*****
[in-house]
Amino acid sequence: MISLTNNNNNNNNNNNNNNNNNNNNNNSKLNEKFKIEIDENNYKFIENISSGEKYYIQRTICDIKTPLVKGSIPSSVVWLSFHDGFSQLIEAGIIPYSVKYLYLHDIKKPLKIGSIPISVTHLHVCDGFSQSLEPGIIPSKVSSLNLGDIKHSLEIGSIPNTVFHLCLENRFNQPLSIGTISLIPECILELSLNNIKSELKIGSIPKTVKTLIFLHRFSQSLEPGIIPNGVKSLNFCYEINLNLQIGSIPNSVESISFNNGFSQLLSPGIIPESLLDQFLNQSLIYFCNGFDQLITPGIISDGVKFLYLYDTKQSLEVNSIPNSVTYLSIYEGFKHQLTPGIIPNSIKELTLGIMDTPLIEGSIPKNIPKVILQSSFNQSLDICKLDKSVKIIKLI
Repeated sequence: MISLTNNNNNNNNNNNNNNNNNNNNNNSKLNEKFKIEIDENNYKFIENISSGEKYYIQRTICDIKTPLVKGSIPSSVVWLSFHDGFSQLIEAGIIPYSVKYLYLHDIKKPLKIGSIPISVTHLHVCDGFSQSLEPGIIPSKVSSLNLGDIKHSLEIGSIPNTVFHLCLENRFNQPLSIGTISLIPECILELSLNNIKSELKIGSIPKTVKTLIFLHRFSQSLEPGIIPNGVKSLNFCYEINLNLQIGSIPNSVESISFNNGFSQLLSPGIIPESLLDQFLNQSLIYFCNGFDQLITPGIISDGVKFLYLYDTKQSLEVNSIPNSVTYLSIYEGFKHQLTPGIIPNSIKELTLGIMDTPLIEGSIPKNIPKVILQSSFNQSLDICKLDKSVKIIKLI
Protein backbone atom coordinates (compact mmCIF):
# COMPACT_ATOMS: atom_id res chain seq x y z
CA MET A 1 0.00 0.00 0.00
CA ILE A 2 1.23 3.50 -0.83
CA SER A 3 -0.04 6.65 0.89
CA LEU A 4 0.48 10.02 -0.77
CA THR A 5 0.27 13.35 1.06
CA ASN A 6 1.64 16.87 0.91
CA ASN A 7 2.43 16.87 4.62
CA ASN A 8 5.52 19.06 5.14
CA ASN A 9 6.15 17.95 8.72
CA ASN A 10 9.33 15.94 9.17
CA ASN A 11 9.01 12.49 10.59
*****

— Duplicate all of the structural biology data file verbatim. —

[in-house]
Amino acid sequence: MISLTNNNNNNNNNNNNNNNNNNNNNNSKLNEKFKIEIDENNYKFIENISSGEKYYIQRTICDIKTPLVKGSIPSSVVWLSFHDGFSQLIEAGIIPYSVKYLYLHDIKKPLKIGSIPISVTHLHVCDGFSQSLEPGIIPSKVSSLNLGDIKHSLEIGSIPNTVFHLCLENRFNQPLSIGTISLIPECILELSLNNIKSELKIGSIPKTVKTLIFLHRFSQSLEPGIIPNGVKSLNFCYEINLNLQIGSIPNSVESISFNNGFSQLLSPGIIPESLLDQFLNQSLIYFCNGFDQLITPGIISDGVKFLYLYDTKQSLEVNSIPNSVTYLSIYEGFKHQLTPGIIPNSIKELTLGIMDTPLIEGSIPKNIPKVILQSSFNQSLDICKLDKSVKIIKLI
Repeated sequence: MISLTNNNNNNNNNNNNNNNNNNNNNNSKLNEKFKIEIDENNYKFIENISSGEKYYIQRTICDIKTPLVKGSIPSSVVWLSFHDGFSQLIEAGIIPYSVKYLYLHDIKKPLKIGSIPISVTHLHVCDGFSQSLEPGIIPSKVSSLNLGDIKHSLEIGSIPNTVFHLCLENRFNQPLSIGTISLIPECILELSLNNIKSELKIGSIPKTVKTLIFLHRFSQSLEPGIIPNGVKSLNFCYEINLNLQIGSIPNSVESISFNNGFSQLLSPGIIPESLLDQFLNQSLIYFCNGFDQLITPGIISDGVKFLYLYDTKQSLEVNSIPNSVTYLSIYEGFKHQLTPGIIPNSIKELTLGIMDTPLIEGSIPKNIPKVILQSSFNQSLDICKLDKSVKIIKLI
Protein backbone atom coordinates (compact mmCIF):
# COMPACT_ATOMS: atom_id res chain seq x y z
CA MET A 1 0.00 0.00 0.00
CA ILE A 2 1.23 3.50 -0.83
CA SER A 3 -0.04 6.65 0.89
CA LEU A 4 0.48 10.02 -0.77
CA THR A 5 0.27 13.35 1.06
CA ASN A 6 1.64 16.87 0.91
CA ASN A 7 2.43 16.87 4.62
CA ASN A 8 5.52 19.06 5.14
CA ASN A 9 6.15 17.95 8.72
CA ASN A 10 9.33 15.94 9.17
CA ASN A 11 9.01 12.49 10.59